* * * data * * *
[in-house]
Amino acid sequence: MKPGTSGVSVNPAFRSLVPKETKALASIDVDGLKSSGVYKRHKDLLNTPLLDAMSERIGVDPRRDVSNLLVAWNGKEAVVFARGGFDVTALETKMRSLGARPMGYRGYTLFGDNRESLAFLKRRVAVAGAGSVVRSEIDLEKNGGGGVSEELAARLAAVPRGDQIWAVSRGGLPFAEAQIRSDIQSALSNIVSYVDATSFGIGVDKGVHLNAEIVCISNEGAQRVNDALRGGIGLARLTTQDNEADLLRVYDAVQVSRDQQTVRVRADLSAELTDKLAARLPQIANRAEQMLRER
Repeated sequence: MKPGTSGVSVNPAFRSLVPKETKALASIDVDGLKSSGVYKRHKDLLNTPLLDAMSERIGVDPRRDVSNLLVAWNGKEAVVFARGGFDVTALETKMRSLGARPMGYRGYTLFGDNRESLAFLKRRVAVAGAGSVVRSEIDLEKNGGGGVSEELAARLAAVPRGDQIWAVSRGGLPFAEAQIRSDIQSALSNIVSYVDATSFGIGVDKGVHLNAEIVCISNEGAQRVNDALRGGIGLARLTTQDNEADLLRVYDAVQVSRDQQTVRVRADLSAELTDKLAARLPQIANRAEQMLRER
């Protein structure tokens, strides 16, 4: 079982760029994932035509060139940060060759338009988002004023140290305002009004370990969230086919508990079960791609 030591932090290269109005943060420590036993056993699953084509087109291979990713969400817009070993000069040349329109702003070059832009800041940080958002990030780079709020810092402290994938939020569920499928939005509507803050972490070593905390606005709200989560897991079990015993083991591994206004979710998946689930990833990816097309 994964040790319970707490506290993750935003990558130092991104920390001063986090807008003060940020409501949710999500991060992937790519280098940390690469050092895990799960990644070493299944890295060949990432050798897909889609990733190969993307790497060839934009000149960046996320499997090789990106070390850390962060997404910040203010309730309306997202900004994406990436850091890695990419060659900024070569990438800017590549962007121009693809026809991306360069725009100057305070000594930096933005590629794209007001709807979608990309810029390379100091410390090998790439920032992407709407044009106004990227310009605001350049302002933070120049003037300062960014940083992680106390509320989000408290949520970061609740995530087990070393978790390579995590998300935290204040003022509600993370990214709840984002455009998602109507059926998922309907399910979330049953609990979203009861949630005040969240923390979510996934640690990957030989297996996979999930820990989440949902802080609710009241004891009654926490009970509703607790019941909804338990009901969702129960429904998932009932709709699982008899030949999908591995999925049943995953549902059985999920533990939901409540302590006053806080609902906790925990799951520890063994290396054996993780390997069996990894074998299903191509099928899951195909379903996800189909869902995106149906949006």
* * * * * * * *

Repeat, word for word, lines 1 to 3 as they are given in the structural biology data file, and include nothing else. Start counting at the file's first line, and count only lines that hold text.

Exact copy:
[in-house]
Amino acid sequence: MKPGTSGVSVNPAFRSLVPKETKALASIDVDGLKSSGVYKRHKDLLNTPLLDAMSERIGVDPRRDVSNLLVAWNGKEAVVFARGGFDVTALETKMRSLGARPMGYRGYTLFGDNRESLAFLKRRVAVAGAGSVVRSEIDLEKNGGGGVSEELAARLAAVPRGDQIWAVSRGGLPFAEAQIRSDIQSALSNIVSYVDATSFGIGVDKGVHLNAEIVCISNEGAQRVNDALRGGIGLARLTTQDNEADLLRVYDAVQVSRDQQTVRVRADLSAELTDKLAARLPQIANRAEQMLRER
Repeated sequence: MKPGTSGVSVNPAFRSLVPKETKALASIDVDGLKSSGVYKRHKDLLNTPLLDAMSERIGVDPRRDVSNLLVAWNGKEAVVFARGGFDVTALETKMRSLGARPMGYRGYTLFGDNRESLAFLKRRVAVAGAGSVVRSEIDLEKNGGGGVSEELAARLAAVPRGDQIWAVSRGGLPFAEAQIRSDIQSALSNIVSYVDATSFGIGVDKGVHLNAEIVCISNEGAQRVNDALRGGIGLARLTTQDNEADLLRVYDAVQVSRDQQTVRVRADLSAELTDKLAARLPQIANRAEQMLRER